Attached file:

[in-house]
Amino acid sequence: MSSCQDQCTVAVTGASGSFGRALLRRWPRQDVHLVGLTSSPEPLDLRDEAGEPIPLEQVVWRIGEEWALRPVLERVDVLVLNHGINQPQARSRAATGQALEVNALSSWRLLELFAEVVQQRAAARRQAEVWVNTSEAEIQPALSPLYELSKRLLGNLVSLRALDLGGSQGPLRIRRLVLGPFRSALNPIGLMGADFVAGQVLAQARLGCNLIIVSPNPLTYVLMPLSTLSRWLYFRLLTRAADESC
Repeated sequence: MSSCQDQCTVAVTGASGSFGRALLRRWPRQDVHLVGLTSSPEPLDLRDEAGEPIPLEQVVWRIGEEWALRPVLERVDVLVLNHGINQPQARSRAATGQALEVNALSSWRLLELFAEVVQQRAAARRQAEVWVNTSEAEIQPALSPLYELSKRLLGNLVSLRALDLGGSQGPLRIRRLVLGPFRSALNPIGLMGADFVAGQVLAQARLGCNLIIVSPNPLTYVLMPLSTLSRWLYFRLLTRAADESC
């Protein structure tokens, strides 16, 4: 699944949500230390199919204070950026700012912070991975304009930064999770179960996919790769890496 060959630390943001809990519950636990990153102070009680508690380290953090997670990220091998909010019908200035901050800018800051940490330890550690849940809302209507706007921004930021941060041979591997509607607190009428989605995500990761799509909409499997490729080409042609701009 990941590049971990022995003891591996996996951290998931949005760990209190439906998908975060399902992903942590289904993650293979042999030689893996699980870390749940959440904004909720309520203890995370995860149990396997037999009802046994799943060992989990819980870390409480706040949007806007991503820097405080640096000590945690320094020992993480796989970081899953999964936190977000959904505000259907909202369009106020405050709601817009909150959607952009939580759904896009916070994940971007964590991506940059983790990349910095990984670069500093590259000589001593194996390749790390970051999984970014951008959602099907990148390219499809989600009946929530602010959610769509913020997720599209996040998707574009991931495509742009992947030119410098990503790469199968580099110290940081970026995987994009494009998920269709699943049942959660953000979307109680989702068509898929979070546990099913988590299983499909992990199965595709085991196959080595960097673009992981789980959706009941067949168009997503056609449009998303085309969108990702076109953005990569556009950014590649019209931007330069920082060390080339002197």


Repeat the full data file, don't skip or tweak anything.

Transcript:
[in-house]
Amino acid sequence: MSSCQDQCTVAVTGASGSFGRALLRRWPRQDVHLVGLTSSPEPLDLRDEAGEPIPLEQVVWRIGEEWALRPVLERVDVLVLNHGINQPQARSRAATGQALEVNALSSWRLLELFAEVVQQRAAARRQAEVWVNTSEAEIQPALSPLYELSKRLLGNLVSLRALDLGGSQGPLRIRRLVLGPFRSALNPIGLMGADFVAGQVLAQARLGCNLIIVSPNPLTYVLMPLSTLSRWLYFRLLTRAADESC
Repeated sequence: MSSCQDQCTVAVTGASGSFGRALLRRWPRQDVHLVGLTSSPEPLDLRDEAGEPIPLEQVVWRIGEEWALRPVLERVDVLVLNHGINQPQARSRAATGQALEVNALSSWRLLELFAEVVQQRAAARRQAEVWVNTSEAEIQPALSPLYELSKRLLGNLVSLRALDLGGSQGPLRIRRLVLGPFRSALNPIGLMGADFVAGQVLAQARLGCNLIIVSPNPLTYVLMPLSTLSRWLYFRLLTRAADESC
């Protein structure tokens, strides 16, 4: 699944949500230390199919204070950026700012912070991975304009930064999770179960996919790769890496 060959630390943001809990519950636990990153102070009680508690380290953090997670990220091998909010019908200035901050800018800051940490330890550690849940809302209507706007921004930021941060041979591997509607607190009428989605995500990761799509909409499997490729080409042609701009 990941590049971990022995003891591996996996951290998931949005760990209190439906998908975060399902992903942590289904993650293979042999030689893996699980870390749940959440904004909720309520203890995370995860149990396997037999009802046994799943060992989990819980870390409480706040949007806007991503820097405080640096000590945690320094020992993480796989970081899953999964936190977000959904505000259907909202369009106020405050709601817009909150959607952009939580759904896009916070994940971007964590991506940059983790990349910095990984670069500093590259000589001593194996390749790390970051999984970014951008959602099907990148390219499809989600009946929530602010959610769509913020997720599209996040998707574009991931495509742009992947030119410098990503790469199968580099110290940081970026995987994009494009998920269709699943049942959660953000979307109680989702068509898929979070546990099913988590299983499909992990199965595709085991196959080595960097673009992981789980959706009941067949168009997503056609449009998303085309969108990702076109953005990569556009950014590649019209931007330069920082060390080339002197």